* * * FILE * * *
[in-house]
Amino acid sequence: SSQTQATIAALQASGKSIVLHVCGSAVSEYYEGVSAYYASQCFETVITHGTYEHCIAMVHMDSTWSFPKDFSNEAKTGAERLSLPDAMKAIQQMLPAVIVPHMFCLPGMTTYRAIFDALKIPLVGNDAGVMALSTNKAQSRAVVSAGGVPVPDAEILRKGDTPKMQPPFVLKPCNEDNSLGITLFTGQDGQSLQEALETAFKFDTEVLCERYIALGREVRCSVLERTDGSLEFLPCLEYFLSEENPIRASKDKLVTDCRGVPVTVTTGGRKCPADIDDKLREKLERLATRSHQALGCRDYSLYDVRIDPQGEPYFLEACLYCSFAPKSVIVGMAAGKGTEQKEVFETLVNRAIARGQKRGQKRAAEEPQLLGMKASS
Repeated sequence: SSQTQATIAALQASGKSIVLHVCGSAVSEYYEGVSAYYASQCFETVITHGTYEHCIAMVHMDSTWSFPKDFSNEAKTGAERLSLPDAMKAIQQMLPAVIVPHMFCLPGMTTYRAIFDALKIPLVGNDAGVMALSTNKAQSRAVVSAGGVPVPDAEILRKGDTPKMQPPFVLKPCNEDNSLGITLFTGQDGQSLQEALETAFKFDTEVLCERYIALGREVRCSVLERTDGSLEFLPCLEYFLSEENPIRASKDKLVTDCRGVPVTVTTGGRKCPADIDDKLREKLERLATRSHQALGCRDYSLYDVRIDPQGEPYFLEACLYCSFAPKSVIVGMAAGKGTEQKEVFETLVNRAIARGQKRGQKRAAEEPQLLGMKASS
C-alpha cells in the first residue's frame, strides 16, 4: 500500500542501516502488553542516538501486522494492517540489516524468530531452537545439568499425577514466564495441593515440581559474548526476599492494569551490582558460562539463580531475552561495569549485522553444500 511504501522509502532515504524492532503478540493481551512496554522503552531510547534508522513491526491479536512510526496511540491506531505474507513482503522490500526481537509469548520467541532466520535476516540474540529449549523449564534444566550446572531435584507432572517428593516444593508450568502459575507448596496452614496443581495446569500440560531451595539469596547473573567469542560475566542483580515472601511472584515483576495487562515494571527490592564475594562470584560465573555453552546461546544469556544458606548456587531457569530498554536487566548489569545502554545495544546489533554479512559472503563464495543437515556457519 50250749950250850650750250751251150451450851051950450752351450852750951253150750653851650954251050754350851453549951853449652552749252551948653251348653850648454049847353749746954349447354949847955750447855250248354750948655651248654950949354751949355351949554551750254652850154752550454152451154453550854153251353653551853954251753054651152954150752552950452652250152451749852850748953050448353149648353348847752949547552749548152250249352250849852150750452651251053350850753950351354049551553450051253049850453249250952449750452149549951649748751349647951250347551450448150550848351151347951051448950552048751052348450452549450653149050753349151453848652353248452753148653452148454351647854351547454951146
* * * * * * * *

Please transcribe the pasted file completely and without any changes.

[in-house]
Amino acid sequence: SSQTQATIAALQASGKSIVLHVCGSAVSEYYEGVSAYYASQCFETVITHGTYEHCIAMVHMDSTWSFPKDFSNEAKTGAERLSLPDAMKAIQQMLPAVIVPHMFCLPGMTTYRAIFDALKIPLVGNDAGVMALSTNKAQSRAVVSAGGVPVPDAEILRKGDTPKMQPPFVLKPCNEDNSLGITLFTGQDGQSLQEALETAFKFDTEVLCERYIALGREVRCSVLERTDGSLEFLPCLEYFLSEENPIRASKDKLVTDCRGVPVTVTTGGRKCPADIDDKLREKLERLATRSHQALGCRDYSLYDVRIDPQGEPYFLEACLYCSFAPKSVIVGMAAGKGTEQKEVFETLVNRAIARGQKRGQKRAAEEPQLLGMKASS
Repeated sequence: SSQTQATIAALQASGKSIVLHVCGSAVSEYYEGVSAYYASQCFETVITHGTYEHCIAMVHMDSTWSFPKDFSNEAKTGAERLSLPDAMKAIQQMLPAVIVPHMFCLPGMTTYRAIFDALKIPLVGNDAGVMALSTNKAQSRAVVSAGGVPVPDAEILRKGDTPKMQPPFVLKPCNEDNSLGITLFTGQDGQSLQEALETAFKFDTEVLCERYIALGREVRCSVLERTDGSLEFLPCLEYFLSEENPIRASKDKLVTDCRGVPVTVTTGGRKCPADIDDKLREKLERLATRSHQALGCRDYSLYDVRIDPQGEPYFLEACLYCSFAPKSVIVGMAAGKGTEQKEVFETLVNRAIARGQKRGQKRAAEEPQLLGMKASS
C-alpha cells in the first residue's frame, strides 16, 4: 500500500542501516502488553542516538501486522494492517540489516524468530531452537545439568499425577514466564495441593515440581559474548526476599492494569551490582558460562539463580531475552561495569549485522553444500 511504501522509502532515504524492532503478540493481551512496554522503552531510547534508522513491526491479536512510526496511540491506531505474507513482503522490500526481537509469548520467541532466520535476516540474540529449549523449564534444566550446572531435584507432572517428593516444593508450568502459575507448596496452614496443581495446569500440560531451595539469596547473573567469542560475566542483580515472601511472584515483576495487562515494571527490592564475594562470584560465573555453552546461546544469556544458606548456587531457569530498554536487566548489569545502554545495544546489533554479512559472503563464495543437515556457519 50250749950250850650750250751251150451450851051950450752351450852750951253150750653851650954251050754350851453549951853449652552749252551948653251348653850648454049847353749746954349447354949847955750447855250248354750948655651248654950949354751949355351949554551750254652850154752550454152451154453550854153251353653551853954251753054651152954150752552950452652250152451749852850748953050448353149648353348847752949547552749548152250249352250849852150750452651251053350850753950351354049551553450051253049850453249250952449750452149549951649748751349647951250347551450448150550848351151347951051448950552048751052348450452549450653149050753349151453848652353248452753148653452148454351647854351547454951146